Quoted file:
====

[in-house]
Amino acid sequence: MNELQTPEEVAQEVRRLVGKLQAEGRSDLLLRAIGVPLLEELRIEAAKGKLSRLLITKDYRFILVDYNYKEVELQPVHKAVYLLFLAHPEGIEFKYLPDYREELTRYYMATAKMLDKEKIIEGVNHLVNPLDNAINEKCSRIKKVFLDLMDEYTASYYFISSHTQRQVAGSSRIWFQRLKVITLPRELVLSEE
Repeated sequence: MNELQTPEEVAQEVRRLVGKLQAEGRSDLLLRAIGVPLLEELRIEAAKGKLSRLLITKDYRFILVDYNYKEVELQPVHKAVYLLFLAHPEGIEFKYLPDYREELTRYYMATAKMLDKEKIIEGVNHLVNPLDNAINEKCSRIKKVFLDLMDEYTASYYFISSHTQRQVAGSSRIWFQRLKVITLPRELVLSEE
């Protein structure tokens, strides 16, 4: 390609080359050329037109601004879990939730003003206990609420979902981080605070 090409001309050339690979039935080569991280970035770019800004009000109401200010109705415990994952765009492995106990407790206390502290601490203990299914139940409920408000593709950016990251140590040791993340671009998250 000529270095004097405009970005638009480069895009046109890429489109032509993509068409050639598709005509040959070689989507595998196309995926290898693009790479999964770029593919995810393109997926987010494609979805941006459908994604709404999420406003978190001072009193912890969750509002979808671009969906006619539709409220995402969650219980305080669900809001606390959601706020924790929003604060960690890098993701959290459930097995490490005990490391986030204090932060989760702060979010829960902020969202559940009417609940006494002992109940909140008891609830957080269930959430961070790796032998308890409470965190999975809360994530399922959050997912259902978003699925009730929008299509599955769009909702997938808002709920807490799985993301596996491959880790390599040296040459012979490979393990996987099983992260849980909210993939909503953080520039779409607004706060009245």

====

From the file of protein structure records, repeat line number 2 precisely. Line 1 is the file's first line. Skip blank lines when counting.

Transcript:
Amino acid sequence: MNELQTPEEVAQEVRRLVGKLQAEGRSDLLLRAIGVPLLEELRIEAAKGKLSRLLITKDYRFILVDYNYKEVELQPVHKAVYLLFLAHPEGIEFKYLPDYREELTRYYMATAKMLDKEKIIEGVNHLVNPLDNAINEKCSRIKKVFLDLMDEYTASYYFISSHTQRQVAGSSRIWFQRLKVITLPRELVLSEE